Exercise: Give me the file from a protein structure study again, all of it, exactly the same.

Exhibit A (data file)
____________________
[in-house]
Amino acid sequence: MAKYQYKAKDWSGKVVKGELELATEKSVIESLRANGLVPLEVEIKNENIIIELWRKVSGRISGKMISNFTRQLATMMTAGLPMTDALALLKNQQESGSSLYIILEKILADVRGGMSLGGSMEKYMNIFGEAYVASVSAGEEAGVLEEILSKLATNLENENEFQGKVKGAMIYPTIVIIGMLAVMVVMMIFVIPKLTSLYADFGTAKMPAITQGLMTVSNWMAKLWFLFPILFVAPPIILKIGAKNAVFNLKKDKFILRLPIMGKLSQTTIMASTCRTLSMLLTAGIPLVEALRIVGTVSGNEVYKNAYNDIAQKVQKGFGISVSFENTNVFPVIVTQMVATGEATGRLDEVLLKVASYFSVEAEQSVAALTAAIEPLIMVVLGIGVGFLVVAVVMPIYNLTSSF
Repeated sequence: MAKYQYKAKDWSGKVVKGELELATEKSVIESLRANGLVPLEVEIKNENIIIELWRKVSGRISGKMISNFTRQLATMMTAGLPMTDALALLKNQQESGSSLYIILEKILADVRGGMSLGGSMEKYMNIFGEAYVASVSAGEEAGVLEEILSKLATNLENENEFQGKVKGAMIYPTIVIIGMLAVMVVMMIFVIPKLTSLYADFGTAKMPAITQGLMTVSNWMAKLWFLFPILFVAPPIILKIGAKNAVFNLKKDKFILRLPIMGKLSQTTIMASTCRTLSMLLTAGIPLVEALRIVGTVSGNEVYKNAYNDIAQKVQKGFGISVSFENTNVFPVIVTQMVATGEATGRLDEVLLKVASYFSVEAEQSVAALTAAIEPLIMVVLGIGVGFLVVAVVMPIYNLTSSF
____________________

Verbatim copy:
[in-house]
Amino acid sequence: MAKYQYKAKDWSGKVVKGELELATEKSVIESLRANGLVPLEVEIKNENIIIELWRKVSGRISGKMISNFTRQLATMMTAGLPMTDALALLKNQQESGSSLYIILEKILADVRGGMSLGGSMEKYMNIFGEAYVASVSAGEEAGVLEEILSKLATNLENENEFQGKVKGAMIYPTIVIIGMLAVMVVMMIFVIPKLTSLYADFGTAKMPAITQGLMTVSNWMAKLWFLFPILFVAPPIILKIGAKNAVFNLKKDKFILRLPIMGKLSQTTIMASTCRTLSMLLTAGIPLVEALRIVGTVSGNEVYKNAYNDIAQKVQKGFGISVSFENTNVFPVIVTQMVATGEATGRLDEVLLKVASYFSVEAEQSVAALTAAIEPLIMVVLGIGVGFLVVAVVMPIYNLTSSF
Repeated sequence: MAKYQYKAKDWSGKVVKGELELATEKSVIESLRANGLVPLEVEIKNENIIIELWRKVSGRISGKMISNFTRQLATMMTAGLPMTDALALLKNQQESGSSLYIILEKILADVRGGMSLGGSMEKYMNIFGEAYVASVSAGEEAGVLEEILSKLATNLENENEFQGKVKGAMIYPTIVIIGMLAVMVVMMIFVIPKLTSLYADFGTAKMPAITQGLMTVSNWMAKLWFLFPILFVAPPIILKIGAKNAVFNLKKDKFILRLPIMGKLSQTTIMASTCRTLSMLLTAGIPLVEALRIVGTVSGNEVYKNAYNDIAQKVQKGFGISVSFENTNVFPVIVTQMVATGEATGRLDEVLLKVASYFSVEAEQSVAALTAAIEPLIMVVLGIGVGFLVVAVVMPIYNLTSSF